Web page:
LETTERS FROM THE EDGE: It's hard to trust my Jamaican people Featured

Gossip & Rumours Written by  Friday, 17 August 2018 15:03 font size decrease font size increase font size 0
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Two months ago, I was driving south, inching  along in traffic along Grange Lane in the vicinity of the new KFC in Portmore when I felt a jolt as a man slammed into the bumper of my BMW. My first reaction was 'rass, look how da man ya mash up mi day now', so I pulled off onto the soft shoulder, dreading the worse.

However, when I inspected the bumper, there was only an offending, crimpled, dark line to show where the bumper had been violated by the car. 

I glanced over at the offending party and saw a fifty something year old clean-shaven man with a potbelly emerge from a 1989 Toyota Cressida and waddle over to me, his hands already out in an approximation of an 'I-am-really-sorry' apology. 


Immediately, a torrent of words splayed out from his fat mouth:  he had not been paying attention, he had glanced at his phone and the car came up suddenly and ya-di-ya-ya-ya. I took a breath and let his words wash over me. He had one  younger gentleman, and another man - with similar features to the driver, and who I guessed was his brother - with him, I sized them up quickly and decided they were not a threat. 


I asked him for his papers, and he waddled back to his car to get them. He came back, apologizing profusely. I snapped a photo of the damage to my car - really negligible - and his driver's licence and registration, and then - whoa, wait a minute - I said: "where is the insurance?".


He cast his glance downwards as if suddenly, his shoes and the melting blacktop were far more interesting that this bit of theatre unfolding before him. 

 I repeated the question, with more volume and bass this time. 

"Weh di insurance deh?' 

There was no answer. Agitated now. I turned towards my car, opened the door to hop in. 

"General, wah yu a deal wid? Come mek we go over the station then," I said.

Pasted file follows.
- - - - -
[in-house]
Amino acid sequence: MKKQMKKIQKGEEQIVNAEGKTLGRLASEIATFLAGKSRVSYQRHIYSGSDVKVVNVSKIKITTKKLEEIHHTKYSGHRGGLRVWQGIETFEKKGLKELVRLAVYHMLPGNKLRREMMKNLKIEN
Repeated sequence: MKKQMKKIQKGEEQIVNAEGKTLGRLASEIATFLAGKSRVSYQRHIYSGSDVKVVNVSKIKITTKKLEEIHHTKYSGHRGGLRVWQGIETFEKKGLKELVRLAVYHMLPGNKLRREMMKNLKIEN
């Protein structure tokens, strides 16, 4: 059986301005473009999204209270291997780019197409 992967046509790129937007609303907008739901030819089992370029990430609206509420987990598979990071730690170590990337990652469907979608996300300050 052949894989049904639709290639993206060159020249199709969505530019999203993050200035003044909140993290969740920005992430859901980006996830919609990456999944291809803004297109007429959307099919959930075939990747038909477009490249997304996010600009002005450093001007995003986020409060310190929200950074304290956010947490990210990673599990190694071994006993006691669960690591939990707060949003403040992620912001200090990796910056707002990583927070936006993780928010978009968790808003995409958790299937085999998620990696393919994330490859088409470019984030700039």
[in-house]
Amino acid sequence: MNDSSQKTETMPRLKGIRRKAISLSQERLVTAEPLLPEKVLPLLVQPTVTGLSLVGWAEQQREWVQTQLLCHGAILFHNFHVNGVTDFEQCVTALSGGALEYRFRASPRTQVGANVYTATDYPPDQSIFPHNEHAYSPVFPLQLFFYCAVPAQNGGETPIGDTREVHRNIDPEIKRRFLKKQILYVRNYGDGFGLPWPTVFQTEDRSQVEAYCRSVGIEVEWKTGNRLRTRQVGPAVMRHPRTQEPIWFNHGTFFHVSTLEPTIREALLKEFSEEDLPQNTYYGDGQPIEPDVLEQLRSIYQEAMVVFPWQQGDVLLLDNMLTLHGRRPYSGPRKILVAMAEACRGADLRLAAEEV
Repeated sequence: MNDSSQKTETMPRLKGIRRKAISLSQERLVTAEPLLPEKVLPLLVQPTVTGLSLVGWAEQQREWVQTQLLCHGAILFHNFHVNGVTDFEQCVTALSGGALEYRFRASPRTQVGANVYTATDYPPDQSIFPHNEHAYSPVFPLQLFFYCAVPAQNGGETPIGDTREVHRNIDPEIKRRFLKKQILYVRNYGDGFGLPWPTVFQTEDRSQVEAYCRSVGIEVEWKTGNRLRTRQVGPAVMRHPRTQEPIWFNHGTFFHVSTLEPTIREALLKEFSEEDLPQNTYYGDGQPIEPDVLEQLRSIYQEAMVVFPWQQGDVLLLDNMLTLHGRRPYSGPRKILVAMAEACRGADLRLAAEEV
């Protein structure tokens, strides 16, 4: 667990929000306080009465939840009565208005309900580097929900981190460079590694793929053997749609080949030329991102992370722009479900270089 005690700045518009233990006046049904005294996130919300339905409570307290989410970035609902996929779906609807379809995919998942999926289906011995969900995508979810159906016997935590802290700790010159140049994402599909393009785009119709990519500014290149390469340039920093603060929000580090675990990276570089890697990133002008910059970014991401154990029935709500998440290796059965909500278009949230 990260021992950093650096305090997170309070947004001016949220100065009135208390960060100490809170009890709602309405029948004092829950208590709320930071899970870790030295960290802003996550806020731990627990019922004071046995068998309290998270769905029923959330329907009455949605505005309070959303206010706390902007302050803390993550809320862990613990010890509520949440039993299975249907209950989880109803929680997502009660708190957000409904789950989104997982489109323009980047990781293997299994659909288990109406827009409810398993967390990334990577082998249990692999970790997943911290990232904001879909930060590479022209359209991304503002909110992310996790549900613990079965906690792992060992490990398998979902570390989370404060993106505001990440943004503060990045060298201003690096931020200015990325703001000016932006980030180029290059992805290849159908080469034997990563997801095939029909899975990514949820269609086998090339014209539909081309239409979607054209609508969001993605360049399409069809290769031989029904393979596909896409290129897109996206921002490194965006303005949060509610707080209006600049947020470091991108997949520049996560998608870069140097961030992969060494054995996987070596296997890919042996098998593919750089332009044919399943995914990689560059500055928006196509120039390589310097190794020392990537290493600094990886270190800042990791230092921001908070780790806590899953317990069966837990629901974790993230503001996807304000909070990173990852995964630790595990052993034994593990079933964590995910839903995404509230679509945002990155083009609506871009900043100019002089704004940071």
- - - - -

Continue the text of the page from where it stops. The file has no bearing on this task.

"No," he pleaded but it came out a squeak. Then he forced his eyes, literally herded them from the tops of his shoelaces up to meet my terrible gaze, acting as though he were some intimidated third-grader who had been caught putting a lizard down the back of some girl's school uniform, than the big 'greyback' asshole who had hit my car on a sunny afternoon. 


"Bossy, mi a beg yu a chance, mi no have no insurance, beg yu a chance, mi wi fix any damage to yu vehicle," he pleaded. 


"Really?" I said. "You can't afford insurance but yu a go fix a BMW bumper".

"Bossy," he said. I shook my head. I was almost 15 years his junior, but here he was trying to butter me up. "Ah fridge and dem tings de mi fix, mi can hustle back the money quick quick...ah just fi the work come in."


His brother chimed in, and another apologetic gush surged from his mouth. I moved downwind so I didn't have to hear much of what he had to say. I looked at his dirty fingernails, and surmised that he was a hard worker, but was he trustworthy?  I took his words off mute and listened once again  --  I would help him, he was saying, it was just that the work was coming in slow, but together, they could do it and he was oh so sorry, and all that happy-crappy. I smiled. This was my chance to run a social experiment. 


I went to the car and made a big show of inspecting the damage. It was hardly likely that the impact had dislodged the sensors and my mother's voice whispered in my ear: 'you can hardly see the damage'. My mother, a dear, gentle soul, is always willing to give people a chance, and so I submitted to the angel of my better nature. I took their phone numbers - both brothers, and offered them mine. 


As they retreated to their car, smiling their shit-faced smiles, they said "we will call you, don't worry, weh ah go deal with it general".


I smiled, jumped back in the car and sped off. They did not call the first two days, so on day 3, I called them and tried the number of Asshole #1 the driver, and said: 'what's up with my car?'. He promised 'soon'. Day 4, I tried to get him again, no answer. So I called Asshole #2, the brother. He vowed that his brother would soon get to it. I reminded him that it was a criminal offence to drive without insurance. he assured me that his brother would soon sort it out, they were honest men, and all that BS. 


I stared at him like he was a bug under a microscope, pretending like I was lost in thought, and then let out a heavy hiss of surrender. OK, I heard myself say:  I  will give you a chance. Six little words. But words that I have come to regret. 


Fast forward ten weeks. They haven't called me. Not once, to see if I have whiplash, or if I have exited this astral plane. Zilch. Zip. Nada.  I have since deleted both numbers out of my phone, and proceeded with my life. The world's a tough classroom sometimes, but eventually, you will learn. So today's lesson, if you care to absorb it, is : "don't trust no one, it's human nature to be selfish; don't give irresponsible people, especially a Jamaican a chance, that's just an opening for them to really put the knife in you later on'.  DONT TRUST THESE MOTHERFUCKERS. Jamaicans only understand the fist, a terrible legacy learned at the whips of our colonial masters. Most can't even spell compassion, and believe empathy is perhaps some shiny new gun they haven't seen yet. FUCK 'EM. 


Some Jamaicans a fuckery!


Read 937 times Last modified on Friday, 17 August 2018 09:13

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